Other Astronomical Maps

Star maps are useful: For much of human history they have been relied upon for navigation. As a result, tremendous amounts of time and effort have been poured into the creation of ever more accurate celestial maps, and the results have often been spectacular. But all of these maps are essentially concerned with the same thing: representing the sky as accurately as possible given the constraints imposed by the printed page. We can thus speak legitimately of celestial cartography, a largely mathematical discipline whose goal is to accurately translate the three dimensions of the celestial sphere into two-dimensional space. While the history of celestial cartography is full of disputes over the location and representation of astronomical objects, rarely has a scientific theory been at stake in these maps.

Such is not the case when it comes to the diagrams included in this section, which are examples of what Nick Kanas refers to as cosmological maps:

These images consisted of diagrams of heavenly bodies or of the entire solar system that reflected both contemporary and ancient cosmological systems. The components of these systems were shown with reference to each other in the sky and in some cases to the background stars.1

Unlike the star charts of the previous section these diagrams are not examples of cartography per se; rather, they are persuasive devices whose function was to educate and convince, and at times lives have depended on their ability to perform these tasks successfully. If they have failed to capture the public's imagination to the extent that star maps have done, they have nevertheless played a direct role in determining how we experience the universe by influencing the course of scientific discovery.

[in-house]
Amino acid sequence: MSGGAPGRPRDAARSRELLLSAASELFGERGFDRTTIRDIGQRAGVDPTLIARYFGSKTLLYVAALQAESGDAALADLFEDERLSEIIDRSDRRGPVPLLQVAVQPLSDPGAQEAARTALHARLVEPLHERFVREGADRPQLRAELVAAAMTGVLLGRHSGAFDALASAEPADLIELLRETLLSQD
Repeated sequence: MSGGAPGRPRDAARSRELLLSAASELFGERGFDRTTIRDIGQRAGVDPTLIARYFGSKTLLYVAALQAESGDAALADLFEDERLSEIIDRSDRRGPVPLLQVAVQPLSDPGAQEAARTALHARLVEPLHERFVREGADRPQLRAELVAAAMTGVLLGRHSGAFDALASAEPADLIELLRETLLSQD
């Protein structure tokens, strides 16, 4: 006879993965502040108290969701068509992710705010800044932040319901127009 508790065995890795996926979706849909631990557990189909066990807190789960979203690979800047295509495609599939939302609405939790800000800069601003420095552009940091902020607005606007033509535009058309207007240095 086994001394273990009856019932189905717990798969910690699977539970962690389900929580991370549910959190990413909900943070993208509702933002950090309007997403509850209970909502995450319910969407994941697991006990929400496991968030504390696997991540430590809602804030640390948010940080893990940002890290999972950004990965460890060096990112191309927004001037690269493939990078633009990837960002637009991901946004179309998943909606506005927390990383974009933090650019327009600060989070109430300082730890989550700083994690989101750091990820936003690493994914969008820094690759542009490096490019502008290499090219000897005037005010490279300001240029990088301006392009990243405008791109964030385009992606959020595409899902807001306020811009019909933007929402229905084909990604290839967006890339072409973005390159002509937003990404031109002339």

Although we will not here attempt to trace the genealogy of cosmological theories through diagrams, the interested viewer will find in this section a history in miniature of universal systems from Ptolemy to Copernicus, Tycho and Descartes. (The Harmonia Macrocosmica of Andreas Cellarius, which is included in the Atlases & Charts section of this exhibit, contains many more cosmological diagrams of this nature.) In addition there are diagrams of cometary orbits, solar and lunar eclipses, the phases of the moon and illustrations of astronomical instruments. Many of these diagrams found their way into geographical atlases and were printed alongside world maps and illustrations of geological phenomena. This makes for an interesting diversity of material, something celestial maps do not always provide.

1 Kanas 1.

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